Eddy: Defensive gaps could haunt Heels

CHAPEL HILL -- North Carolina football coach John Bunting is concerned about his kicking game, which is understandable given he has to replace an outstanding place-kicker.

But here is the real deal in 2002: If UNC has to kick many field goals, it isn't going to matter who does the booting. The Tar Heels are going to lose games.

With the ACC's top-rated defense, the 2001 Tar Heels could get away without always finishing drives with touchdowns. This bunch can't even begin to think that way.

If UNC gets to within sniffing distance of the goal line this fall, the Tar Heels had better punch it in for six. And come to think of it, maybe they should go for two points after every TD as well.

The 2002 Tar Heels are going to need every last point they can muster.

"We're kind of walking around with our heads down right now, which I think is good," defensive end Will Chapman said. "A young defense needs to face adversity. I'd rather do it now than go out and do it against Miami (of Ohio)."

Maybe, but who's to say it will not happen in the opener on Aug. 31 as well?

"We're not even close to being a finished product right now," Bunting said. "We've got to clean up a lot of details. My goals for training camp were simple: I wanted to be a tougher football team. We haven't accomplished that yet. We wanted to be a better offensive team. I think we're closing in on that.

"And I wanted to be the best we could possibly be on defense at every single position. We're not there yet."

Chapman is the only guy along the front who started last year. The linebackers, with the notable exception of Malcolm Stewart, seem to be spending more time watching from the sidelines than practicing, courtesy of a slew of injuries and illnesses.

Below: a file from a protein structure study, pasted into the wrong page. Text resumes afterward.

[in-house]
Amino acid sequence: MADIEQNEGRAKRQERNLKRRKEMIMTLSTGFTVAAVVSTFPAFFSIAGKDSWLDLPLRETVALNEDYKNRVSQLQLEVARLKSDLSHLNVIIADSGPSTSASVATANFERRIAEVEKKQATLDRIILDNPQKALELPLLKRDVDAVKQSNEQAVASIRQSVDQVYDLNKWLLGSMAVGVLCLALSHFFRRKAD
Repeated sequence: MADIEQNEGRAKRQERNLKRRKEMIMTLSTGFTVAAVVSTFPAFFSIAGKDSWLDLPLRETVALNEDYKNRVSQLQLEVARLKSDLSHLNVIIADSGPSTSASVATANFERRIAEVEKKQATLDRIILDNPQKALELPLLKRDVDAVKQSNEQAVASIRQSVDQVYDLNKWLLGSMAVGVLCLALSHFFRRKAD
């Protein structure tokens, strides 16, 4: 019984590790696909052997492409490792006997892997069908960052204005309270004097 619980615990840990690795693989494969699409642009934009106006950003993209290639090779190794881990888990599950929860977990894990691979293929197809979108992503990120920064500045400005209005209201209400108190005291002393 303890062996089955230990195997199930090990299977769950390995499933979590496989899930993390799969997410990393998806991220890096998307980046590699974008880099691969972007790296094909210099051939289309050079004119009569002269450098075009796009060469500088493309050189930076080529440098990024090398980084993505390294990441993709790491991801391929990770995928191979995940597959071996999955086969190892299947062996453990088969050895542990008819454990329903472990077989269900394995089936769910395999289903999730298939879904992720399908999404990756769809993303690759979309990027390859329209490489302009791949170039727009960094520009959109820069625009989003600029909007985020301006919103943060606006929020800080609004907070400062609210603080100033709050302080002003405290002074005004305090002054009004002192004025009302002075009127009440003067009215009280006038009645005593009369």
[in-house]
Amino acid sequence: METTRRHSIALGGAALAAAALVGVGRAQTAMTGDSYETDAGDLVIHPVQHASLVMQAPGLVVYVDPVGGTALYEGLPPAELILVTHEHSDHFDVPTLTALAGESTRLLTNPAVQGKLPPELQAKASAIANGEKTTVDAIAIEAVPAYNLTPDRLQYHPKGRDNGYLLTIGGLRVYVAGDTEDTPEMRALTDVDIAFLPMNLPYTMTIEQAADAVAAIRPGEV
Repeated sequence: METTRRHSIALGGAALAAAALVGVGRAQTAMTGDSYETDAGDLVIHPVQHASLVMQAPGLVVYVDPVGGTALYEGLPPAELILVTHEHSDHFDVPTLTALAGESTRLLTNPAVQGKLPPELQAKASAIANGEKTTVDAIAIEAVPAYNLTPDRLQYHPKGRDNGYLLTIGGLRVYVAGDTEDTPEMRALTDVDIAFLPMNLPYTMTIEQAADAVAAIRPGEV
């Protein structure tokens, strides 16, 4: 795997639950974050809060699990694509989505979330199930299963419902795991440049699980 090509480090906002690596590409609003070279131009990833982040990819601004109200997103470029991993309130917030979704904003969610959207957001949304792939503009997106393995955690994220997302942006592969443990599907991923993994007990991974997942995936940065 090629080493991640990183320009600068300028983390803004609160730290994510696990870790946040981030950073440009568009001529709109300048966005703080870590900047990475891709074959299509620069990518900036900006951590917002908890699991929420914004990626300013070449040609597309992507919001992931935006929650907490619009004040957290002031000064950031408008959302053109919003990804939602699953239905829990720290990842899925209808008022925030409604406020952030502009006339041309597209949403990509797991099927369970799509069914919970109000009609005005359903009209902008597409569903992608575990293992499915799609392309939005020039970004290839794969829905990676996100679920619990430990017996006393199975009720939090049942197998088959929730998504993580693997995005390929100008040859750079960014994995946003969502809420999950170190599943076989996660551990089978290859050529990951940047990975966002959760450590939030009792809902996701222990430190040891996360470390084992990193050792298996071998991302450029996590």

"We're linebacker poor," Bunting said.

Poverty stricken is more like it.

In some ways, this could be a lot like Mack Brown's first year at Carolina when the Tar Heels could move the ball and score but couldn't stop anyone. It was a lot like watching a tennis match on some Saturday afternoons, with both offenses racing back and forth across the turf at Kenan Stadium.

The biggest difference between 2002 and 1988 is that team's greatest weakness was a slow-footed secondary. The strength of the defense in 2002 is the secondary.

But what happens if Dexter Reid ends up leading the team in tackles? Well, my best guess would be: Not Too Good.

Safeties are supposed to help on run support, not provide it as a primary source. Nevertheless, I can see Reid and his cohorts in the secondary having to carry a lion's share of the load in anything this defense does.

None of this is a secret, of course, so expect every team the Tar Heels face in the early going to run the ball right at the Carolina defense. If UNC can't slow the pounding, then the Tar Heels and their fans can expect to see this strategy employed throughout this season.

"I would," Bunting said of running at his defense. "Sure I would -- absolutely. We've come a long ways, but we can't get to where we want to if guys are on the sidelines (injured).

"You cannot play football watching tape."

The gist of all this is Carolina fans who are expecting to see this team follow last year's 8-5 record with eight or nine more in 2002 had better revise their expectations.

This team may not fall as hard as Matt Doherty's basketball team did, but it could well stumble, nonetheless.

Note from the Editor: We're excited to announce that veteran ACC writer Eddy Landreth has joined Inside Carolina. During the coming seasons, he'll author a weekly column on Thursdays.

Landreth, a freelance writer from Pittsboro, N.C., is a former ACC beat writer for the Durham Herald-Sun, the Winston-Salem Journal and the Charlotte Observer.

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